7. The method of claim 5, wherein said iFC is recorded in said storage device using Extensible Markup Language.
8. The method of claim 5, wherein said storage device comprises a Home Subscriber Server (HSS).
9. The method of claim 5, wherein said iFC is downloaded from said storage device and recorded in a Call Session Control Function (CSCF) server which delegates execution user services.
10. The method of claim 9, wherein said CSCF comprises a Serving CSCF.
11. The method of claim 9, wherein said iFC is recorded in said Serving CSCF using Extensible Markup Language.
12. The method of claim 1, wherein said iFC is a global service identifier.
13. The method of claim 1, wherein said iFC comprises a Trigger Point (TP) template.
14. A method for efficient storage of initial filter criteria (iFCs) associated with respective user services in a provider network, comprising a computer readable medium storing thereon a control program enabling a computer to execute the steps:
deploying a respective service code to at least one application server and storing in a memory device an identifier of said at least one application server that hosts said service code upon receiving a request for a new service; and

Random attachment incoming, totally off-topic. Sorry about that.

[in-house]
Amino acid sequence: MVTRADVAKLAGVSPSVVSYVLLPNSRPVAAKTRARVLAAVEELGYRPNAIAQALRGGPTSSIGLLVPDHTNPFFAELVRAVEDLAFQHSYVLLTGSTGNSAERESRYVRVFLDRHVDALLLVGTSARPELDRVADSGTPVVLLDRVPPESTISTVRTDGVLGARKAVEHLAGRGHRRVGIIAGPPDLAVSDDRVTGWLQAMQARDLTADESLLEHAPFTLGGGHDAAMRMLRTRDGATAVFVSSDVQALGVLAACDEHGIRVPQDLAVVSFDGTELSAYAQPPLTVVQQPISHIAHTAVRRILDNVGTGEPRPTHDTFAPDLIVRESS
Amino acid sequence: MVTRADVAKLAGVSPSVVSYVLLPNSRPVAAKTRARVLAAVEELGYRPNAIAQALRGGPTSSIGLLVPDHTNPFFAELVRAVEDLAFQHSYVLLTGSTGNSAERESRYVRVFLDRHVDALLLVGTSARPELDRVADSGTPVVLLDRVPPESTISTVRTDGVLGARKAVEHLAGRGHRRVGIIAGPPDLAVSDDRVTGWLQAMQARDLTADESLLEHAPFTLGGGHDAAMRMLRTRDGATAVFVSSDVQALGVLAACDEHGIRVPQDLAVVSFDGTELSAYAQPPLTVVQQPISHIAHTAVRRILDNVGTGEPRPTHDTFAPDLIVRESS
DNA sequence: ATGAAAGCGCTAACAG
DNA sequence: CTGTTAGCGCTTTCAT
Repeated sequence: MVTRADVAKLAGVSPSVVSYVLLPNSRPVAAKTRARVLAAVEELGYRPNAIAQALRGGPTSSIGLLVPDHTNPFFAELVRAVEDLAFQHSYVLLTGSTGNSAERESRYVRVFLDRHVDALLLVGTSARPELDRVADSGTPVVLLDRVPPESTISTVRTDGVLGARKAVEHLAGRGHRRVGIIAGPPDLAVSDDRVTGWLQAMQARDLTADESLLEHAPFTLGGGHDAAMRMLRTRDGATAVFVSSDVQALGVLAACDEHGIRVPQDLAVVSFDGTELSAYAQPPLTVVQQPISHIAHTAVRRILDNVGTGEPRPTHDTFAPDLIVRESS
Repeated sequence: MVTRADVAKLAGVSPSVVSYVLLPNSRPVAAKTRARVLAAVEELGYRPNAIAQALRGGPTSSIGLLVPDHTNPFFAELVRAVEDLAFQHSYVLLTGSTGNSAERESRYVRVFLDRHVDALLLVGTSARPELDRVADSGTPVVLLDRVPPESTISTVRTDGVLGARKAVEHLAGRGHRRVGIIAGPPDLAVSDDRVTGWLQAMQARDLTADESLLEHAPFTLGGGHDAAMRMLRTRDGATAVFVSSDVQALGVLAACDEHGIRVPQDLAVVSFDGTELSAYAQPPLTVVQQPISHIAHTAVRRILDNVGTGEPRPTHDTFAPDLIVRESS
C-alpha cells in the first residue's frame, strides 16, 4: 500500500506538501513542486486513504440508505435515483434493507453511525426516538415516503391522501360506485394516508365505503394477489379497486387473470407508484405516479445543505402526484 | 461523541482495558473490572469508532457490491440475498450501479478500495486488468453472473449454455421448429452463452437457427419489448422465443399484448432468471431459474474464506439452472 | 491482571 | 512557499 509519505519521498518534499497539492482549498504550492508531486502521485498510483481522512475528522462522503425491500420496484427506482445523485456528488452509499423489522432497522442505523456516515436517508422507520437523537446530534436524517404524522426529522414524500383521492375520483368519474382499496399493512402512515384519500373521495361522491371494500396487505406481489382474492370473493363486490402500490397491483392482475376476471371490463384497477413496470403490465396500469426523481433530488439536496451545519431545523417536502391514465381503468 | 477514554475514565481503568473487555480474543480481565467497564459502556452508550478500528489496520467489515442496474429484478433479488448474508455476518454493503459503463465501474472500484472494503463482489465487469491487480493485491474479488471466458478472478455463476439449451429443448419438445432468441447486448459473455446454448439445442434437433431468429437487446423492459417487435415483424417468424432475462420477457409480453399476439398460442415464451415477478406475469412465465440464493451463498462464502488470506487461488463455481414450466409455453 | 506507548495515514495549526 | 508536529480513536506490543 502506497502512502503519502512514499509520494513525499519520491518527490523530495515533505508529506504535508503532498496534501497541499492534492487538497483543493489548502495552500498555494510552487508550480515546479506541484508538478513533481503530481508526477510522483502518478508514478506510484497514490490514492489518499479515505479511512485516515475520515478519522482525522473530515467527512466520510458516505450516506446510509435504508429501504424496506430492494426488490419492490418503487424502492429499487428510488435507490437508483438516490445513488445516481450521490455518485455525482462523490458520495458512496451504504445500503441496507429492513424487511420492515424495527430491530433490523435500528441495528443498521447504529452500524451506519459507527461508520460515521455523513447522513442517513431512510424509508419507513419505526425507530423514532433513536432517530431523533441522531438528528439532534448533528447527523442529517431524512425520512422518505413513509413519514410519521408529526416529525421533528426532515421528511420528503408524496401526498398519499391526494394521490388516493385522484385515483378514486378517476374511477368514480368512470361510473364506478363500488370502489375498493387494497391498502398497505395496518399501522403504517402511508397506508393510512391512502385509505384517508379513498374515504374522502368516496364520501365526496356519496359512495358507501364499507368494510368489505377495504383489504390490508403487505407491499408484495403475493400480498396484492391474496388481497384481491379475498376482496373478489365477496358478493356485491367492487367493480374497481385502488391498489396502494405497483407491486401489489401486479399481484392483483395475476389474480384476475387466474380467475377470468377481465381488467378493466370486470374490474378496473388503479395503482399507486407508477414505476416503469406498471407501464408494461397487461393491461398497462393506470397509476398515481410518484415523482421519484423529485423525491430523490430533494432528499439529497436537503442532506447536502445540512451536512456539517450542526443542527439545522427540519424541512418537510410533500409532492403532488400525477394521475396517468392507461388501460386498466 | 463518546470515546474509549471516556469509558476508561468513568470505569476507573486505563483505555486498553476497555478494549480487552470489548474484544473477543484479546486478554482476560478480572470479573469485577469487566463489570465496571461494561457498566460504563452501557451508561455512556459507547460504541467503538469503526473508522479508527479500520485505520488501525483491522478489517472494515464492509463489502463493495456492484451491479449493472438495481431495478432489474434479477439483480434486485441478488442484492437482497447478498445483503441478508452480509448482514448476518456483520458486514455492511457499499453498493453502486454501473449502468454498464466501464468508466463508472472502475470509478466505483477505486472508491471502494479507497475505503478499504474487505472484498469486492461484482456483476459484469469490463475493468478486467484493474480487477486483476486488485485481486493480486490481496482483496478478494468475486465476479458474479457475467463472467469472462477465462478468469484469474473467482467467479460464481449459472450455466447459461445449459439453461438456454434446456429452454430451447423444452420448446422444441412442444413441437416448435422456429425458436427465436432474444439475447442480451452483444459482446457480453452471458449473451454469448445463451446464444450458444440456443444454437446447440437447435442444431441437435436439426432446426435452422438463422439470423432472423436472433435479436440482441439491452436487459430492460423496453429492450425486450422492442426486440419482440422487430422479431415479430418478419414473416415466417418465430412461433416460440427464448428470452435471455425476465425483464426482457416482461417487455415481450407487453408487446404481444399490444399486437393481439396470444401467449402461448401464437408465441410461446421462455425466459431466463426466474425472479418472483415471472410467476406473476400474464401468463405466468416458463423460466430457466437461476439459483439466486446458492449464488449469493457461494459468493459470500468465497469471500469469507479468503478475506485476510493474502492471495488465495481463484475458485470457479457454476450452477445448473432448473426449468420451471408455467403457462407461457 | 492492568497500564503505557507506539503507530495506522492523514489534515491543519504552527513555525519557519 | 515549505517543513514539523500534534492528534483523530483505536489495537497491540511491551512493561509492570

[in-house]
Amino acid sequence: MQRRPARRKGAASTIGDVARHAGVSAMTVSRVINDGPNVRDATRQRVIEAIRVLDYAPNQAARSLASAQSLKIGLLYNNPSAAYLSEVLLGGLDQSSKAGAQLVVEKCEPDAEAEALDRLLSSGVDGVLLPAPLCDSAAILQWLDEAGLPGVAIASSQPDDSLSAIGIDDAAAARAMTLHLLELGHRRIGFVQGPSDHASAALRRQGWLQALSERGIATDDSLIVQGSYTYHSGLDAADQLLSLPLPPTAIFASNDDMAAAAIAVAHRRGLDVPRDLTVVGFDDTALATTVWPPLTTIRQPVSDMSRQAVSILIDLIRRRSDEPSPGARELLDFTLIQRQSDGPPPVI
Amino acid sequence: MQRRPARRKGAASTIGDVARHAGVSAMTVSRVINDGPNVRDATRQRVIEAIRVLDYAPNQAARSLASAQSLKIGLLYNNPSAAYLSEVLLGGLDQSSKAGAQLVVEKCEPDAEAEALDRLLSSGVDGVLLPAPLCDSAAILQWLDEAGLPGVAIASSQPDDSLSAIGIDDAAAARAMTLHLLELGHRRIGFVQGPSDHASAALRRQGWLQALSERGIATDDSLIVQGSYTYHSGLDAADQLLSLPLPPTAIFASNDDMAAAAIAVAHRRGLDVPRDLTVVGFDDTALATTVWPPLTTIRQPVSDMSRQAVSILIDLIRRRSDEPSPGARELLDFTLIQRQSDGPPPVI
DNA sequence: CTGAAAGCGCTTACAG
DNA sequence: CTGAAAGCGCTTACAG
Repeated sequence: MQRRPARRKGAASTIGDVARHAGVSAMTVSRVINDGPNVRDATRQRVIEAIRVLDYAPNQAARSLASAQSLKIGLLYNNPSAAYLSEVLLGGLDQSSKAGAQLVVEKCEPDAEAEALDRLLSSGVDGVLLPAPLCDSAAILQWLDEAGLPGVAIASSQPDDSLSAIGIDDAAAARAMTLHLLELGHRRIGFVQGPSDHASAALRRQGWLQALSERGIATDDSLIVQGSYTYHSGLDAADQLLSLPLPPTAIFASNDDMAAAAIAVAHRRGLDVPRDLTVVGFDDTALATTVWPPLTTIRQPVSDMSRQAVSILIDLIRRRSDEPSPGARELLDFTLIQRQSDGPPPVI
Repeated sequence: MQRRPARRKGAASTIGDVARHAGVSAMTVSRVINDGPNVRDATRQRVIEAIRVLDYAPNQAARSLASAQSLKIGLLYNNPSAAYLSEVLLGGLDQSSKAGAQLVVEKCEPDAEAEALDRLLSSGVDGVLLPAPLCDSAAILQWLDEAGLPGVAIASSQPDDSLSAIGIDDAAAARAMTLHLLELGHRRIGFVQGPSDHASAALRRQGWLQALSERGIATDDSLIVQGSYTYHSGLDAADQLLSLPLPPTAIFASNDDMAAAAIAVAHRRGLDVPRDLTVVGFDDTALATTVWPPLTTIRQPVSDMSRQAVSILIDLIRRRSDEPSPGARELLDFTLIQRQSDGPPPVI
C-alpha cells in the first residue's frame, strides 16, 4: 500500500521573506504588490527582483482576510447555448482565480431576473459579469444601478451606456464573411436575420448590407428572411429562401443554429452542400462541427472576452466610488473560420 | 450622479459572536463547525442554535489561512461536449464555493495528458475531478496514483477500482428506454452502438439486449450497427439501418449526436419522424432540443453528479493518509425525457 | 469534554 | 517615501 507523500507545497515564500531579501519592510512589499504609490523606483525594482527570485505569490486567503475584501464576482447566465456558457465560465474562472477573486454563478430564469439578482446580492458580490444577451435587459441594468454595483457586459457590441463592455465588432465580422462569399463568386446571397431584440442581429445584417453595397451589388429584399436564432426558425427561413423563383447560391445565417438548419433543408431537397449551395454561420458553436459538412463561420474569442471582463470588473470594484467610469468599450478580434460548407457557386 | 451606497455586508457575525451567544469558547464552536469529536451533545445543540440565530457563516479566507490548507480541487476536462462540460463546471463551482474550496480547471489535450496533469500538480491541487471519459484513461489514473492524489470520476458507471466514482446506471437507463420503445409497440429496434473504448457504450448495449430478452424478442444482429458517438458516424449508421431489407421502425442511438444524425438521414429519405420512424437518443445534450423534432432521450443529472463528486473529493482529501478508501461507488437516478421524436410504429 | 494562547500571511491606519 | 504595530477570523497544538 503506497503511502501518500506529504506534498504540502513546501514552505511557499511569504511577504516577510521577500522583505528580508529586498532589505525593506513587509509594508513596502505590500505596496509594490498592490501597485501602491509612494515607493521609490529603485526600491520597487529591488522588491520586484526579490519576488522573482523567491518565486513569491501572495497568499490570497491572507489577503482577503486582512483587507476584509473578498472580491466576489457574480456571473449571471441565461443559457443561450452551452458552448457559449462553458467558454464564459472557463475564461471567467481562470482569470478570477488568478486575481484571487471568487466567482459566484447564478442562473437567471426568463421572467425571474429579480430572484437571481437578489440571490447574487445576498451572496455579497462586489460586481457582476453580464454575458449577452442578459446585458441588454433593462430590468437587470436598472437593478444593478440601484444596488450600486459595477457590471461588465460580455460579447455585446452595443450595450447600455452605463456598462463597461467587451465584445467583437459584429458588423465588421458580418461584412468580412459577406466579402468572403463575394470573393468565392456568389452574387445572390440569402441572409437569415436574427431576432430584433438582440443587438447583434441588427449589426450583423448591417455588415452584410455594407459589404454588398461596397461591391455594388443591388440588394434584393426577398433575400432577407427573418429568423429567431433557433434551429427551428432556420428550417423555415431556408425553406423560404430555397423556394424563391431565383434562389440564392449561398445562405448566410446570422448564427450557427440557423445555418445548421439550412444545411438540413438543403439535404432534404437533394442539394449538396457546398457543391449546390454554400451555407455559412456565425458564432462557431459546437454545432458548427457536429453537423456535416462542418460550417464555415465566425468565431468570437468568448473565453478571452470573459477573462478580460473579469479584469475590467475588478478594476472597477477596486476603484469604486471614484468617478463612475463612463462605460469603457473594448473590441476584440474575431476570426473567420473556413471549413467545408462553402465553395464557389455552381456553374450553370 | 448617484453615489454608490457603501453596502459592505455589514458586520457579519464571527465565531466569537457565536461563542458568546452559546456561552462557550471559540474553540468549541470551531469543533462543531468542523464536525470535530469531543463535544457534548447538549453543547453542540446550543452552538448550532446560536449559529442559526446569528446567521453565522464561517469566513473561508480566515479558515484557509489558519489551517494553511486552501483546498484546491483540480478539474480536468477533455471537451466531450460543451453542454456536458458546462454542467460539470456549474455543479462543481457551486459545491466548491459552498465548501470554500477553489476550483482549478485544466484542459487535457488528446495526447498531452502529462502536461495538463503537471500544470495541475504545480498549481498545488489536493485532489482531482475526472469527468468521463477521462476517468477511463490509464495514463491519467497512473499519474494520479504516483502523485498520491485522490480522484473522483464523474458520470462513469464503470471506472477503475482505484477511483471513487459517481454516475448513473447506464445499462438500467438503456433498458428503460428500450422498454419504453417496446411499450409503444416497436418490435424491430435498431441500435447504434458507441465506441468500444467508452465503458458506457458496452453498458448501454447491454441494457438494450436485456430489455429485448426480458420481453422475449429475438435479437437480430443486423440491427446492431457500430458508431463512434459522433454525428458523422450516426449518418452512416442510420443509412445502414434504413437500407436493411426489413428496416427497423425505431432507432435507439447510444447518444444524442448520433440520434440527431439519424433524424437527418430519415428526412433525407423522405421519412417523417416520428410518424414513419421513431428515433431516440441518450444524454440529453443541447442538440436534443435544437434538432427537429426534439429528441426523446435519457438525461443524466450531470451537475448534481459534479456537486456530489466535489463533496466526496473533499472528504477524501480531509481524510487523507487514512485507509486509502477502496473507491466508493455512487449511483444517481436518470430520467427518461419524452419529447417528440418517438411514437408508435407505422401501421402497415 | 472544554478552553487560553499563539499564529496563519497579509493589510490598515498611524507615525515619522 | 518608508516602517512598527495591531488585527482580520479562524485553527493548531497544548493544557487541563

decomposing said iFCs into user specific service parameters and user independent service parameters related to the execution of said respective user services such that each of said iFCs related to a respective user service only needs to be recorded in a storage device once for all users having access to said storage device and desiring the execution of said services, wherein a placeholder is stored for each of said user specific parameters and said user specific parameters are respectively provided to said iFCs for execution of said respective user services by a respective user at a time of execution of said services.
15. The method of claim 14, wherein said iFCs are stored in said storage device using Extensible Markup Language.
16. The method of claim 14, wherein said storage device comprises a Home Subscriber Server (HSS).
17. The method of claim 14, wherein said iFC comprises a Trigger Point (TP) template.
18. A method for deploying a new service in a provider network, comprising a computer readable medium storing thereon a control program enabling a computer to execute the steps:
deploying a respective service code to at least one application server and storing in a memory device an identifier of said at least one application server that hosts said service code upon receiving a request for a new service;
defining a Trigger Point (TP) template for said new service and storing said TP template in said memory device, said TP template comprising global service data and user specific service parameters; and
assigning a default value and a description for each of said user specific service parameters in said TP template, said description indicating what user specific data is to be inserted into said TP template.